Remove-ComplianceSearch -Identity $SearchName -Confirm:$False -ErrorAction SilentlyContinue
New-ComplianceSearch -Name $SearchName -ContentMatchQuery $KQLQuery -Description ("Focused folder search for mailbox {0}" -f $UserAccount) -ExchangeLocation $UserAccount
Write-Host "Starting search"
Start-ComplianceSearch -Identity $SearchName
 Do {
       Write-Host ("Waiting for search {0} to comlete..." -f $SearchName)
       Start-Sleep -Seconds 5
       $ComplianceSearch = Get-ComplianceSearch -Identity $SearchName
   } While ($ComplianceSearch.Status -ne 'Completed')

Write-Host ("Search found {0} items in mailbox {1}" -f $ComplianceSearch.Items, $UserAccount)

Figure 2 shows the result of the content search as viewed through the Microsoft Purview compliance portal.

Results of a content search using a targeted collection query
Figure 2: Results of a content search using a targeted collection query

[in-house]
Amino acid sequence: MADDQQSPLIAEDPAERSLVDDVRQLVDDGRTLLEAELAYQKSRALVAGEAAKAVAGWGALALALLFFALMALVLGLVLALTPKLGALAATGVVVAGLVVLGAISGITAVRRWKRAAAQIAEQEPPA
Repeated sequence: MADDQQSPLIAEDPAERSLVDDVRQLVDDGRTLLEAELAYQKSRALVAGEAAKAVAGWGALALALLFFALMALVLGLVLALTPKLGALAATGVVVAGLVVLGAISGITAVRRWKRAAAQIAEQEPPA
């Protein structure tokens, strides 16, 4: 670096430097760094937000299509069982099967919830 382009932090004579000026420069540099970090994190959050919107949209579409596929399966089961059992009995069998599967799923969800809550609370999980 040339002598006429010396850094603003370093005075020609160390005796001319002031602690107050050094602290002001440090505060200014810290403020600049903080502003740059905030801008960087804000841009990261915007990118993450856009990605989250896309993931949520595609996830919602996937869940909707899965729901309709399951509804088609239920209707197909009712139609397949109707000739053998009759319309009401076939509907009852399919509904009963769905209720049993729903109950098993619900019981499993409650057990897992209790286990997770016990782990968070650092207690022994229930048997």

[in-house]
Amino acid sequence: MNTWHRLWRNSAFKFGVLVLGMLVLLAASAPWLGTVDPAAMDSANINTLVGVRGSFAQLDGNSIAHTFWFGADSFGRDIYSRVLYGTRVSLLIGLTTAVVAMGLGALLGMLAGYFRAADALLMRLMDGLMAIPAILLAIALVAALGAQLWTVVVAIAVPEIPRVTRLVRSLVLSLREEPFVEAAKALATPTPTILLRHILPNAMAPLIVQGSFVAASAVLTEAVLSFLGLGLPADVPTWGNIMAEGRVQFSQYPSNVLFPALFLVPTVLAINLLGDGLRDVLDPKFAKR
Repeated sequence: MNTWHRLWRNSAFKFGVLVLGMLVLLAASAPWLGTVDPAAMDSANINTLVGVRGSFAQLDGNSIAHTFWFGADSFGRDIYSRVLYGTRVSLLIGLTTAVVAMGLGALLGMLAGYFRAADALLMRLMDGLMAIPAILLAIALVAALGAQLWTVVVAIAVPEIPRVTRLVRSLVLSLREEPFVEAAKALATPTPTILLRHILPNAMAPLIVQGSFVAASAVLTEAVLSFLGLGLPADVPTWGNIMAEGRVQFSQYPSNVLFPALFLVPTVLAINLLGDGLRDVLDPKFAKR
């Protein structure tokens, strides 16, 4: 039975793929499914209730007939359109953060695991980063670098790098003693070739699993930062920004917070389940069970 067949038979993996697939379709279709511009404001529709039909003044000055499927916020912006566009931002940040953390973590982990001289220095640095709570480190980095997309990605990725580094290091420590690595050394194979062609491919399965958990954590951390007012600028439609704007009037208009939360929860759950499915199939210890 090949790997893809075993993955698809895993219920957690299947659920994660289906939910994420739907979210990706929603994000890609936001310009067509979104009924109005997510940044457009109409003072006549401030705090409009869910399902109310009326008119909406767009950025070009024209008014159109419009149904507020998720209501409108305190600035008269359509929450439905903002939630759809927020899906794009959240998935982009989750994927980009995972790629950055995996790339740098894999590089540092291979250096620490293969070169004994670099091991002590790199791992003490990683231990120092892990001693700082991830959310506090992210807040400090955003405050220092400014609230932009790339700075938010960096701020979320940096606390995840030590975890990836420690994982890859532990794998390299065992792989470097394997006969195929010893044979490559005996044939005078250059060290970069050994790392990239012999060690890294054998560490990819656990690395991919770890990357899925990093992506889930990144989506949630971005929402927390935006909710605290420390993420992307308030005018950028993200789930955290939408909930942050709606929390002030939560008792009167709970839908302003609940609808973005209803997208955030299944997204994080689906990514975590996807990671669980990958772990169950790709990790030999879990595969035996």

Remember, content searches always start with an estimate search conducted against the search indexes. To retrieve the actual data, you must export the search results. This action forces Purview to conduct a full-fledged search against the target locations and copy found items to an Azure location from where they can be downloaded and exported to a PST.

In addition to content searches, targeted collections work with the searches used by Microsoft Purview eDiscovery (standard and premium) cases.

Not a Problem, After All

As it turned out, the migration product could export and import Recoverable Items data. An overlooked option kicked off the exercise of figuring out how to export Recoverable Items folders from a tenant. This underlines the need to read the documentation and do comprehensive testing of software used in exercises like tenant-to-tenant migrations. But at least it gave me a good opportunity to do a deep-dive into using targeted collections with content searches. You can download the script I used from GitHub.

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About the Author

Tony Redmond

Tony Redmond has written thousands of articles about Microsoft technology since 1996. He is the lead author for the Office 365 for IT Pros eBook, the only book covering Office 365 that is updated monthly to keep pace with change in the cloud. Apart from contributing to, Tony also writes at to support the development of the eBook. He has been a Microsoft MVP since 2004.